The lifeblood of efforts to rethink schooling or devise new solutions is the money it takes to make them work. These dollars can come from three sources: profit-seeking investors, philanthropy, or government. To date, the lion’s share of the bucks have come from philanthropy. In a new piece published today in Education Next, “Fueling the Engine,” I explore why entrepreneurs have had trouble raising funds and how the philanthropic sector has sought to tackle that challenge. (The article is an excerpt from my new book Education Unbound).
This is all of particular relevance today, as more than 2,000 districts, schools, and nonprofits have notified the U.S. Department of Ed that they’ll be submitting applications for i3 grants. “We’re making an unprecedented investment in cutting-edge ideas that will produce the next generation of school reforms,” Secretary Duncan said when he announced the grant competition. Over $650 million in funds will be awarded, and a coalition of foundations announced last week that it will offer up to half a billion dollars to match the federal grants.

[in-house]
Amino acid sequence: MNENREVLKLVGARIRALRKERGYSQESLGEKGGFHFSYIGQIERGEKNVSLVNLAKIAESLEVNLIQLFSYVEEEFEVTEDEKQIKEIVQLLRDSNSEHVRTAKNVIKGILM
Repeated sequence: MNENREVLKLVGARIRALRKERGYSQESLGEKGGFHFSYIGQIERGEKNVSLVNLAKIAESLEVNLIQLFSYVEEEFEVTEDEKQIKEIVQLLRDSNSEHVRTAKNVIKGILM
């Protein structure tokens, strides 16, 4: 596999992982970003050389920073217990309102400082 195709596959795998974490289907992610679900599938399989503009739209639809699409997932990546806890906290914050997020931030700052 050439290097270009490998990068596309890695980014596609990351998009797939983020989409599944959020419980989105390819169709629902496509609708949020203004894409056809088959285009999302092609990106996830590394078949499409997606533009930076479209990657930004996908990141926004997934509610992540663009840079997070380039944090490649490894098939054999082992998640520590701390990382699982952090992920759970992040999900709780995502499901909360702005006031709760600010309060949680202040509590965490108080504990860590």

This is an intriguing development. Whether this federal investment deepens the pool of resources for new providers (especially in light of the “collaboration” between ED and twelve major funders) or swamps the sector and enriches some while making it harder for others to get a hearing remains to be seen. Remember, the i3 investment probably amounts to a third or more of school reform investment in the U.S. this year, and the follow-up $500 million will increase its impact even more. This could be a substantial boon to innovation and a spur for new providers to take evaluation and scale far more seriously, or it could result in cementing the status of popular outfits that know how to write grants, land influential consultants, and afford high-priced evaluation. Ultimately, it will probably be something of each, and we need to do what we can to tilt that mix in the right direction.
To do so, it’s useful to note why entrepreneurs have so often struggled to land support and the role that venture funders have played. The key problem historically has been that when funding is scarce, the leaders of an entrepreneurial venture have to spend too much time fundraising and not enough time leading their organizations. Here’s hoping that i3 can change that, without raising new concerns about groupthink, the influence of politically connected players, or the tyranny of overly narrow evaluation metrics.
The opinions expressed in Rick Hess Straight Up are strictly those of the author(s) and do not reflect the opinions or endorsement of Editorial Projects in Education, or any of its publications.